- Oophorectomy, surgical removal of ovaries and fallopian tubes, is strongly recommended because ovarian cancer is difficult to detect. This surgery reduces the risk of ovarian cancer by 90% and is recommended when the individual is done with childbearing, between the ages of 35 and 44 (earlier for BRCA1 carriers). If a woman undergoes this procedure in her 30s or 40s, the estrogen reduction can effectively decrease breast cancer by 30-60%. Ashley and Sarah were advised to have children before 40 and then have their ovaries and fallopian tubes removed.
- Prophylactic nipple-sparing double mastectomies. This would lower the risk of breast cancer to 0-5% but would require complex surgery with reconstruction.
Dr. Liu acknowledged that the double mastectomy option "had to be scary for Sarah and Ashley — especially without their mom here to help them through it.
"Generally, I don't recommend this surgery this early in life unless the patients are very set on it," she said. "A woman has to be 110% sure about it, given all the emotional requirements and consequences. I leave it up to the woman to decide, but she has to be absolutely ready, and I encourage her to think very carefully before choosing this treatment."
The BRCA2 mutation tends to have a less aggressive pattern of breast cancer, and Dr. Liu feels comfortable closely watching these patients. "I always reassure my patients that it's safe to wait and watch, until they're ready to make the decision for surgery," she continued. In contrast, the BRCA1 mutation can cause a more aggressive breast cancer that requires chemotherapy, so prophylactic mastectomy in patients with BRCA1 is more likely to be encouraged.
"Ashley and Sarah have so many things they want to achieve in life that they didn't want surgery, recovery or breast cancer to derail their goals," Dr. Liu said. "They didn't make their decision to have surgery out of fear. They were very analytical and poised. The fact that they're perfectly healthy helped them recover quickly."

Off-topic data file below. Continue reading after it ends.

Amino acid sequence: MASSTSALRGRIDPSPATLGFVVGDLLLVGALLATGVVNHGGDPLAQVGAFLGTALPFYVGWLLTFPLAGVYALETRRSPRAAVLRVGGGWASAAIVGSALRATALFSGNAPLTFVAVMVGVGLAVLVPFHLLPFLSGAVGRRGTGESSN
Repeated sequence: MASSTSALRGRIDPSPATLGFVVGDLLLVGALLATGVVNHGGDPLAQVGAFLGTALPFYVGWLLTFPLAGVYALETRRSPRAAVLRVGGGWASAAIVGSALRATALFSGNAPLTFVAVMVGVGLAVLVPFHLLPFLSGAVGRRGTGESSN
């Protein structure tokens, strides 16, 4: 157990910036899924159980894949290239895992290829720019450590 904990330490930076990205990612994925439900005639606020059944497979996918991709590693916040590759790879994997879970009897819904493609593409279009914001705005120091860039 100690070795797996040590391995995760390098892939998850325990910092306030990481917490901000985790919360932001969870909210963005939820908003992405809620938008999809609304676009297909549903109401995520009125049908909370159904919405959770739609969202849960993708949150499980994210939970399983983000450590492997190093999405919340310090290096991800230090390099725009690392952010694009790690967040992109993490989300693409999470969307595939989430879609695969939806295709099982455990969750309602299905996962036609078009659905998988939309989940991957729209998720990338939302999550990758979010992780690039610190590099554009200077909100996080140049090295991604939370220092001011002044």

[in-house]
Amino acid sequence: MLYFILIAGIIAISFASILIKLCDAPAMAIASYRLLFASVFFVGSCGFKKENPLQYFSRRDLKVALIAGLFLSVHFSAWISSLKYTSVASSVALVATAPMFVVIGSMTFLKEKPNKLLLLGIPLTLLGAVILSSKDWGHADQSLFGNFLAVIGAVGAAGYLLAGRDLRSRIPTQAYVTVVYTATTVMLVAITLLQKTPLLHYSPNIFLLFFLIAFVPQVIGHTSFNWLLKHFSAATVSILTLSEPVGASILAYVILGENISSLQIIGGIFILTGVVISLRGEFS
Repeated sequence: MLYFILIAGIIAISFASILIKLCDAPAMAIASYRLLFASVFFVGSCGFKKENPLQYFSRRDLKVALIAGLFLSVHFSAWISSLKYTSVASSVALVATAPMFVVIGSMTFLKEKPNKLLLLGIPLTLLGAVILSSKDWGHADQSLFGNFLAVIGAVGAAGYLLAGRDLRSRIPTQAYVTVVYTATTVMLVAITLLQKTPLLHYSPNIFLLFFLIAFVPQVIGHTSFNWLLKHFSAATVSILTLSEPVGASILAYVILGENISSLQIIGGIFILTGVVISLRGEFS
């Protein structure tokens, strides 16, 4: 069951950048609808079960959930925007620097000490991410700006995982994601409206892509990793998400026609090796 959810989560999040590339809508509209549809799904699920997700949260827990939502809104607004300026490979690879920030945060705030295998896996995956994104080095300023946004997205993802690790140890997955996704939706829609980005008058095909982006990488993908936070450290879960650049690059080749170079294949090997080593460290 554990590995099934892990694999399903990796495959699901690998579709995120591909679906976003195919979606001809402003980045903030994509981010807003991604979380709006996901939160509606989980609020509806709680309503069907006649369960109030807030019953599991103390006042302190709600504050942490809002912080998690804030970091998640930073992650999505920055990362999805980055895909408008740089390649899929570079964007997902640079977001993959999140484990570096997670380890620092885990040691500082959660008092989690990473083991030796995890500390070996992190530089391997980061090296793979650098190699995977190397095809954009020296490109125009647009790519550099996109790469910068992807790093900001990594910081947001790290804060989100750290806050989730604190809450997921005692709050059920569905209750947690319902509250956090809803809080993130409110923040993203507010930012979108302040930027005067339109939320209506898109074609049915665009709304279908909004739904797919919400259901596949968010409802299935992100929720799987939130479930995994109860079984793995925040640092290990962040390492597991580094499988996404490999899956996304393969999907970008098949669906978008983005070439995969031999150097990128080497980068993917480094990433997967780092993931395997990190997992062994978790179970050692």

They could wake up whole
Dr. Liu worked in tandem with board-certified plastic surgeon Bryan Gawley, MD, a breast reconstruction expert and independent member of the HonorHealth Medical Staff. During their double mastectomies, he was able to perform immediate breast reconstruction using implants, essentially creating new breasts in a day for both sisters.
"A majority of patients undergoing breast reconstruction today often require multiple stages, beginning with the placement of temporary adjustable implants or tissue expanders," Dr. Gawley said. "With Ashley and Sarah, I could go directly to a permanent implant at the time of mastectomy. They could wake up whole."
Psychologically, that's a huge boost, he noted. "Aesthetically, patients' reconstructed breasts look natural and often better than before surgery."
Breast surgeons today are increasingly performing nipple/areola-sparing mastectomies. Because Ashley and Sarah did not have cancer that required chemo or radiation treatments, and because they have young, healthy skin, they were the perfect candidates for immediate direct-to-implant reconstruction. To ensure there was no trace of cancer in the nipples, a pathologist examined them during the mastectomies, issuing an all clear.
The two young women are beyond grateful that everything went well. "We couldn't be happier," said Ashley. "Our nurses took such good care of us." She appreciated their flexibility, too, when the sisters simply had to see each other later that night.
After passing post-surgery milestones, Sarah got the OK to visit her sister. "Andrea, a nurse's aide, was right beside me as I walked into Ashley's room," said Sarah. "She didn't let me out of her sight. When Ashley and I saw each other, we were giggly. It was such a relief. I was just super proud of her."
Both women went home the next morning to recuperate. The sisters' much-anticipated new life without the worry of breast cancer began quickly for Sarah. Only eight days after surgery, she interviewed for veterinary school at a Valley university.